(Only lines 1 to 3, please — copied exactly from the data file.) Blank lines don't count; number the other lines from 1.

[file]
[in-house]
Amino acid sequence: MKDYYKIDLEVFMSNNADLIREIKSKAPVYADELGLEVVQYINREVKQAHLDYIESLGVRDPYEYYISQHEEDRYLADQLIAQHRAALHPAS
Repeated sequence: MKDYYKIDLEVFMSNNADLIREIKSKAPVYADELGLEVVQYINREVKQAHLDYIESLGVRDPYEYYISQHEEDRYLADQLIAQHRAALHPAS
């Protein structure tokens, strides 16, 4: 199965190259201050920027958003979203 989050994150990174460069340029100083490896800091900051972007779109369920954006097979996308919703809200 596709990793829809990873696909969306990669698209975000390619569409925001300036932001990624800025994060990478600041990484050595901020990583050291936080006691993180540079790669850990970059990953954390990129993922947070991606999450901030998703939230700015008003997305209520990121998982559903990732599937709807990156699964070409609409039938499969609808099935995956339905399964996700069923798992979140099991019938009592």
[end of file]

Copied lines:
[in-house]
Amino acid sequence: MKDYYKIDLEVFMSNNADLIREIKSKAPVYADELGLEVVQYINREVKQAHLDYIESLGVRDPYEYYISQHEEDRYLADQLIAQHRAALHPAS
Repeated sequence: MKDYYKIDLEVFMSNNADLIREIKSKAPVYADELGLEVVQYINREVKQAHLDYIESLGVRDPYEYYISQHEEDRYLADQLIAQHRAALHPAS